JS: Aren't these tax increases going to rebuild that stick though? We are looking at an inflation rate of 3 - 3.5 per cent next year.



PM: No, but an underlying rate with a two in front of it, that is the key point John.

JS: But it does not take much to kick Australia off on an inflation binge does it, and never has?

PM: There has been a lot of asset deflation around. People, I think, have learned their lesson and there is a lot of productivity around protecting the inflation rate. Can I just say as a matter of digression, one of the things in the media we have had over the years, people have said and

particularly years ago in the late 1980s, when we had a lot of growth and a lot of employment and I used to say look at the employment - we have 90,000 a month or 105,000, and they would say oh yeah, yeah Treasurer, but tell us about inflation and the current account. Now we are telling them about inflation, it is one of the lowest in the world as a

result of this Governments policies - the Accord, the tax cuts, holding wages in the boom and then the natural deflation which has come out of the recession. Remember this: in the 1982-83 recession we had a recession then, we came out of that with inflation at 11 per cent, we

are coming out of this recession with inflation at 2-3 per cent.

JS: When the Business Council says it is worried about the delicate balance of inflation after last night's Budget. Is it that we should be worried?

PM: Let them start, in the first instance, restraining some executive salaries to show they really mean it.

JS: Mr Keating, just before I let you go, the National Farmers Federation said that as far as the increases in petrol go that the burden of tax will fall most heavily in regional Australia where there is no lead problem. It is hard to argue against that isn't it?

PM: Most farm implements are diesel and the off-road rebate for diesel still applies, but for petrol, our petrol price was the third lowest in the world and even with this increase, it will be the third lowest in the world. There is a problem with leaded cars. We haven't replaced leaded cars as rapidly as perhaps we should have. This has been a burden for the

motor industry, but it has mostly been a burden for the health of Australians and it is most obvious in places like western Sydney.

JS: On a number of occasions over the last six months or so you have asked business not to shed any more labour. Are you shedding any labour in the Budget?

PM: There will be some in the reforms which have taken place in Telecom because of the competition now with Optus over the last few years and in some of the other GBEs.

JS: But yet you still want private enterprise to ...


PM: Again, it is a matter of a balance in these things. Let me just say one of the commitments which we have adopted since the election is we have cut the company tax rates from 39 per cent to 33 per cent, we have introduced a further investment allowance, in 'One Nation' we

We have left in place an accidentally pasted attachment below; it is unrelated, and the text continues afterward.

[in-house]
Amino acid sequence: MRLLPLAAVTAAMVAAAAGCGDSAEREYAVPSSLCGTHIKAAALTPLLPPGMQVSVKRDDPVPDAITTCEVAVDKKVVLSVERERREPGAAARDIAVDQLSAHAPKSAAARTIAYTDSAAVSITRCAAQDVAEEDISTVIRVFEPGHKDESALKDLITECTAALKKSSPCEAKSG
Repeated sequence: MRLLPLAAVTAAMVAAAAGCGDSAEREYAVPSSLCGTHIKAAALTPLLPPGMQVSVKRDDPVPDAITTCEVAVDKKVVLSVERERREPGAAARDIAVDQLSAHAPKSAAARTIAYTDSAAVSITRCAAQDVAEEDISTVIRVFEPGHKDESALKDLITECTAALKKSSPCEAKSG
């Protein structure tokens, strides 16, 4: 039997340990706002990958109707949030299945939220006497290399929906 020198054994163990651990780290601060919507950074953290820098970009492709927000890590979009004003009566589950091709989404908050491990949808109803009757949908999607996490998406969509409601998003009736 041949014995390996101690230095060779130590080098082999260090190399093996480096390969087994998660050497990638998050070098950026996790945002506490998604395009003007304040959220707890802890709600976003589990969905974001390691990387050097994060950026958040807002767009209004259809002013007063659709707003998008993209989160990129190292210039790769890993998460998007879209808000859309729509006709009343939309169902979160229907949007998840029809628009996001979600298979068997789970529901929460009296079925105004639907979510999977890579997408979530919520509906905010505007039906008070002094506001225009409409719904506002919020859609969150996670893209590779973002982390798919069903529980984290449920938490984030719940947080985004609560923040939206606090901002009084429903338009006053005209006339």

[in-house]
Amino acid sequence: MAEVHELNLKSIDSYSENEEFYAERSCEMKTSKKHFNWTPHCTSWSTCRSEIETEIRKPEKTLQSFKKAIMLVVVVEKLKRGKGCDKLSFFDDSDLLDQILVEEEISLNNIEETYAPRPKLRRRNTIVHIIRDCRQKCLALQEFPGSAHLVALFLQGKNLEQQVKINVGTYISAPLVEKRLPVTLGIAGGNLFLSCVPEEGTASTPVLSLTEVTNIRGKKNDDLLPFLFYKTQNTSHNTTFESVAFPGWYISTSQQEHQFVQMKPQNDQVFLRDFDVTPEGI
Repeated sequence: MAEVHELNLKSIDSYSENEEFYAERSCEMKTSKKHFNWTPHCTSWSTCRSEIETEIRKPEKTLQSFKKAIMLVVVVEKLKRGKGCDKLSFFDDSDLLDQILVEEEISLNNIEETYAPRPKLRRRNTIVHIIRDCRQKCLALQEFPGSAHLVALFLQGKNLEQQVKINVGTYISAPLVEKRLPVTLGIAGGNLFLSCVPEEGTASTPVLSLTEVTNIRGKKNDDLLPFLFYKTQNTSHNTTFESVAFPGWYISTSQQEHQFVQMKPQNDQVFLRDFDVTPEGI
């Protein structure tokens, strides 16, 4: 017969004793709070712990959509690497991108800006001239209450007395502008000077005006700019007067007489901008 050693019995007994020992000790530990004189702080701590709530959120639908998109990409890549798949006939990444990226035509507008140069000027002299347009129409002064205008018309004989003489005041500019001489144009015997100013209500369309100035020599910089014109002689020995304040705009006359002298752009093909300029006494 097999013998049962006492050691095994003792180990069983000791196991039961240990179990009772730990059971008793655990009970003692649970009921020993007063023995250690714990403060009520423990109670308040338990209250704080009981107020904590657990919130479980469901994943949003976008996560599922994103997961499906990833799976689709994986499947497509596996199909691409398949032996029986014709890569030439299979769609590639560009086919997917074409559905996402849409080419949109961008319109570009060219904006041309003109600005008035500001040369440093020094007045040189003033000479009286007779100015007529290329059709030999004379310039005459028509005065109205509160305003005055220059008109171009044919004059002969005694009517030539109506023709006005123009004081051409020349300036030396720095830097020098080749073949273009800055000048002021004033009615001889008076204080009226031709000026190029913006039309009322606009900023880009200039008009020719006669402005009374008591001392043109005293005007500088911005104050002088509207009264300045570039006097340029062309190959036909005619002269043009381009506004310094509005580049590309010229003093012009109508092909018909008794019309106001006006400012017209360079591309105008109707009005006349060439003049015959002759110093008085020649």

had another investment allowance of 10 per cent for projects over $50 million. In 'One Nation' we had massively accelerated depreciation. Australian business have got these things: a 33 per cent company rate, massively accelerated depreciation, two investment allowances, a

profit share as high as the 1960s and going higher and full dividend imputation. You have got to say - what else? Is there any other claim? The business claims of the last forty years have been met for the first time in these last two years in these statistics.

JS: Maybe that takes us back to where we started and maybe that is why Martin Ferguson is saying, I won't defend the indefensible, because business has got ... everything seems to be going in one direction.

PM: No, this has been something we have done over a period of eight or ten years - the business changes. First we took the corporate rate from 49 down to 39 and now to 33 per cent. The ACTU argued for the investment allowances and a rapid acceleration, they argued for those

things as well. There is no basis, in equity, why the ACTU would not regard this as a good Budget, it is doing for that group of their constituency between $20 - 50,000 that which they have asked us to do for some time - that is provide tax relief to cut the 38 rate which chops in at $20,500 down to 34 per cent.

JS: Just finally Mr Keating, how do you think financial markets are going to see this Budget?

PIA It meets one of the Government's key election commitments, it will take the trajectory of the deficit down to just 1.1 per cent of GDP by 1996-97. There will be no other western government that will do that, I am sure. Most of them will still be by 1996-97 at 2 or 3 per cent or maybe

higher. I think you will find by 1996-97, many other OECD countries will have a deficit with a 3 in front of them as a per cent of GDP and we will have a 1. If the markets say this is not good enough, I tell you this John, take no notice of them.

JS: Prime Minister, thanks.

PIA Good John.